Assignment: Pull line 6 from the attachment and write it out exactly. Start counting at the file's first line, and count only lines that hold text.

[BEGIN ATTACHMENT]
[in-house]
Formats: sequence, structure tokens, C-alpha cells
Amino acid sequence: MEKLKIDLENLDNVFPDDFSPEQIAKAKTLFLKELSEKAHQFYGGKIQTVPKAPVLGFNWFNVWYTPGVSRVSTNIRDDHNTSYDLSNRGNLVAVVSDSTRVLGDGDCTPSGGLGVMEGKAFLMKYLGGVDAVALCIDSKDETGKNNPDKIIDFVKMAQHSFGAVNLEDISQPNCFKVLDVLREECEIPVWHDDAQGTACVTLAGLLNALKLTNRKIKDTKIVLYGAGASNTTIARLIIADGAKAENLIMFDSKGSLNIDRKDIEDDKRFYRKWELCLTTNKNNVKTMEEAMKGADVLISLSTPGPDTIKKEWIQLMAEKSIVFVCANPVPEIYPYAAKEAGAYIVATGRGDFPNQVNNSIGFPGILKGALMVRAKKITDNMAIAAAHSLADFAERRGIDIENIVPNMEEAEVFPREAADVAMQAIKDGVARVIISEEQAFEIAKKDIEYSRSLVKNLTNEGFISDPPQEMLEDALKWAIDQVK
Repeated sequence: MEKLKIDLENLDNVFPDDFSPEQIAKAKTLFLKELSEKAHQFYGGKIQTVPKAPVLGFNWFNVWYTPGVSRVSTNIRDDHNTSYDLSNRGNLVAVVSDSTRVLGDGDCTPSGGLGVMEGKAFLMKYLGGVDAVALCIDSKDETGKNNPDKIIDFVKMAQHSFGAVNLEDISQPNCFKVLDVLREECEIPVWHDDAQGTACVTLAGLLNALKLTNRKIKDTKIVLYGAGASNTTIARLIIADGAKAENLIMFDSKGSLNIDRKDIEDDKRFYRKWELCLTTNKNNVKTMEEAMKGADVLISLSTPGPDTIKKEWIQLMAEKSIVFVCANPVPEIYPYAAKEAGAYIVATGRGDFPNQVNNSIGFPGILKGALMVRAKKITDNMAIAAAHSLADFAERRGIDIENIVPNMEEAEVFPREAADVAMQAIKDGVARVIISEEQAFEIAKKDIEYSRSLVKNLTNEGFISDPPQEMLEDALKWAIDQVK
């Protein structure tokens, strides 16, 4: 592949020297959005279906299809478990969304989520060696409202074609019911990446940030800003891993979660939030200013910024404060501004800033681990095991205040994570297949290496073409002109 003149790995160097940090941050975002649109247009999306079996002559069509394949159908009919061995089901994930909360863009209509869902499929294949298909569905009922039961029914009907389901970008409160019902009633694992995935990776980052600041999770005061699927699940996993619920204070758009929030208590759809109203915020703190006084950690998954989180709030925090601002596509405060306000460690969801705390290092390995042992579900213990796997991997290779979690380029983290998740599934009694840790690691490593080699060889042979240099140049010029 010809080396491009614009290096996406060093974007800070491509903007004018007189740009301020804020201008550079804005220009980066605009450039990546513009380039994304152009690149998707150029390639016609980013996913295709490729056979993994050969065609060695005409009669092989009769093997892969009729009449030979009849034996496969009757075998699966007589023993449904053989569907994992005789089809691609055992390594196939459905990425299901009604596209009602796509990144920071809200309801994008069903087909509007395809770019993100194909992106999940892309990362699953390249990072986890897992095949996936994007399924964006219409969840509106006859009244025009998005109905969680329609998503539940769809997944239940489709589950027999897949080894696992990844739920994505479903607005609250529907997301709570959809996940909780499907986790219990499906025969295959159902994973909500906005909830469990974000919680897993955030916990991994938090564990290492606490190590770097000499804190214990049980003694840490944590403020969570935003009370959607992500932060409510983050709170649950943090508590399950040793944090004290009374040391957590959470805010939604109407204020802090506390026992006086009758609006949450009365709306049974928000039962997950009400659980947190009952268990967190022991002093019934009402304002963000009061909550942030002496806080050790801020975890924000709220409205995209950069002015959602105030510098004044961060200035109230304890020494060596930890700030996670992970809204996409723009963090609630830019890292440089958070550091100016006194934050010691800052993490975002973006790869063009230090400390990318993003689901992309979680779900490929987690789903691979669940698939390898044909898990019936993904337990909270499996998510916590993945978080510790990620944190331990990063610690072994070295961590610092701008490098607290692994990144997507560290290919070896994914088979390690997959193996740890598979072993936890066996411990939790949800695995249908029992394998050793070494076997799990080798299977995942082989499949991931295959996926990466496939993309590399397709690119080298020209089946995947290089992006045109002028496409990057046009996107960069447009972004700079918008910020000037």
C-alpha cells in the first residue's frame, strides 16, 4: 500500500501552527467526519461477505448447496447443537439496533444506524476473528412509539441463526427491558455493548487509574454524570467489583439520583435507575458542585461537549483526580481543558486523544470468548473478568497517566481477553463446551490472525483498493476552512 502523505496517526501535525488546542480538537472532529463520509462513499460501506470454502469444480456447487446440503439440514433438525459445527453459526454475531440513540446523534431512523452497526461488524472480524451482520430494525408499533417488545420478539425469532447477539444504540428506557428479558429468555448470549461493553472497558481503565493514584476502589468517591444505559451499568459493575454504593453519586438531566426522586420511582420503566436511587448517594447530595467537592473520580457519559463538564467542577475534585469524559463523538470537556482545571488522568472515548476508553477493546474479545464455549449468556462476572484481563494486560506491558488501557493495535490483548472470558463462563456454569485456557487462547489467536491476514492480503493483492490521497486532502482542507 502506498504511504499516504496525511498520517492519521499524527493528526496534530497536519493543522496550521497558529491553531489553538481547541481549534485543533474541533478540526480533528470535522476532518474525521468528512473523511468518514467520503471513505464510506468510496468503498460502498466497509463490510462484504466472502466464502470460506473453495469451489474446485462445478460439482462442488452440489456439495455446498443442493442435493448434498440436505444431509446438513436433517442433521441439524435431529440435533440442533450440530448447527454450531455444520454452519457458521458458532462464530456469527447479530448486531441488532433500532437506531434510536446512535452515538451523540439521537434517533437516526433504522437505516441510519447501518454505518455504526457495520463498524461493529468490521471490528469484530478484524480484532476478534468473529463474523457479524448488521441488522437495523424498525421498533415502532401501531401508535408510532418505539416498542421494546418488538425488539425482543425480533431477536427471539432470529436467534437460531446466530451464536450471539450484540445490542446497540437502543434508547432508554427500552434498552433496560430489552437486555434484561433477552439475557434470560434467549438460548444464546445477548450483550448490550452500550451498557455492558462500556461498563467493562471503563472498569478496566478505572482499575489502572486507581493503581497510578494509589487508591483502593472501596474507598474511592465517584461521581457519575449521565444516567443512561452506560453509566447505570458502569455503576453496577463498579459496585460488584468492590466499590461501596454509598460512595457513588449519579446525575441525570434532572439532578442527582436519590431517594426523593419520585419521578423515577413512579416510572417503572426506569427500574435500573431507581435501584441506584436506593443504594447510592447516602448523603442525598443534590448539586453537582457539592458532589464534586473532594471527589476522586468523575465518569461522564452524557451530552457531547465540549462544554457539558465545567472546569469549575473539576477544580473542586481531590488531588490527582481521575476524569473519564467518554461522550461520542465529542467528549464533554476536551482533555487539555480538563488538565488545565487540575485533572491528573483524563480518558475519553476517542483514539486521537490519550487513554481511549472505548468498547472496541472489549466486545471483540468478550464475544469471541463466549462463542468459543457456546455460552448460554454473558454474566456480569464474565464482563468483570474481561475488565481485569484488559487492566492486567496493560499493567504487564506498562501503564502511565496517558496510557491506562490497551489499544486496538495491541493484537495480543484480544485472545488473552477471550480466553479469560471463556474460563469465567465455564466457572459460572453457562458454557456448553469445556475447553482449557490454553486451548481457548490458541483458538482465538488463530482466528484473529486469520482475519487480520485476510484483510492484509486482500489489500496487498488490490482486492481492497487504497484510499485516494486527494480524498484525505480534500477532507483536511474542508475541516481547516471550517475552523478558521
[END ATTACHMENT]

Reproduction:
C-alpha cells in the first residue's frame, strides 16, 4: 500500500501552527467526519461477505448447496447443537439496533444506524476473528412509539441463526427491558455493548487509574454524570467489583439520583435507575458542585461537549483526580481543558486523544470468548473478568497517566481477553463446551490472525483498493476552512 502523505496517526501535525488546542480538537472532529463520509462513499460501506470454502469444480456447487446440503439440514433438525459445527453459526454475531440513540446523534431512523452497526461488524472480524451482520430494525408499533417488545420478539425469532447477539444504540428506557428479558429468555448470549461493553472497558481503565493514584476502589468517591444505559451499568459493575454504593453519586438531566426522586420511582420503566436511587448517594447530595467537592473520580457519559463538564467542577475534585469524559463523538470537556482545571488522568472515548476508553477493546474479545464455549449468556462476572484481563494486560506491558488501557493495535490483548472470558463462563456454569485456557487462547489467536491476514492480503493483492490521497486532502482542507 502506498504511504499516504496525511498520517492519521499524527493528526496534530497536519493543522496550521497558529491553531489553538481547541481549534485543533474541533478540526480533528470535522476532518474525521468528512473523511468518514467520503471513505464510506468510496468503498460502498466497509463490510462484504466472502466464502470460506473453495469451489474446485462445478460439482462442488452440489456439495455446498443442493442435493448434498440436505444431509446438513436433517442433521441439524435431529440435533440442533450440530448447527454450531455444520454452519457458521458458532462464530456469527447479530448486531441488532433500532437506531434510536446512535452515538451523540439521537434517533437516526433504522437505516441510519447501518454505518455504526457495520463498524461493529468490521471490528469484530478484524480484532476478534468473529463474523457479524448488521441488522437495523424498525421498533415502532401501531401508535408510532418505539416498542421494546418488538425488539425482543425480533431477536427471539432470529436467534437460531446466530451464536450471539450484540445490542446497540437502543434508547432508554427500552434498552433496560430489552437486555434484561433477552439475557434470560434467549438460548444464546445477548450483550448490550452500550451498557455492558462500556461498563467493562471503563472498569478496566478505572482499575489502572486507581493503581497510578494509589487508591483502593472501596474507598474511592465517584461521581457519575449521565444516567443512561452506560453509566447505570458502569455503576453496577463498579459496585460488584468492590466499590461501596454509598460512595457513588449519579446525575441525570434532572439532578442527582436519590431517594426523593419520585419521578423515577413512579416510572417503572426506569427500574435500573431507581435501584441506584436506593443504594447510592447516602448523603442525598443534590448539586453537582457539592458532589464534586473532594471527589476522586468523575465518569461522564452524557451530552457531547465540549462544554457539558465545567472546569469549575473539576477544580473542586481531590488531588490527582481521575476524569473519564467518554461522550461520542465529542467528549464533554476536551482533555487539555480538563488538565488545565487540575485533572491528573483524563480518558475519553476517542483514539486521537490519550487513554481511549472505548468498547472496541472489549466486545471483540468478550464475544469471541463466549462463542468459543457456546455460552448460554454473558454474566456480569464474565464482563468483570474481561475488565481485569484488559487492566492486567496493560499493567504487564506498562501503564502511565496517558496510557491506562490497551489499544486496538495491541493484537495480543484480544485472545488473552477471550480466553479469560471463556474460563469465567465455564466457572459460572453457562458454557456448553469445556475447553482449557490454553486451548481457548490458541483458538482465538488463530482466528484473529486469520482475519487480520485476510484483510492484509486482500489489500496487498488490490482486492481492497487504497484510499485516494486527494480524498484525505480534500477532507483536511474542508475541516481547516471550517475552523478558521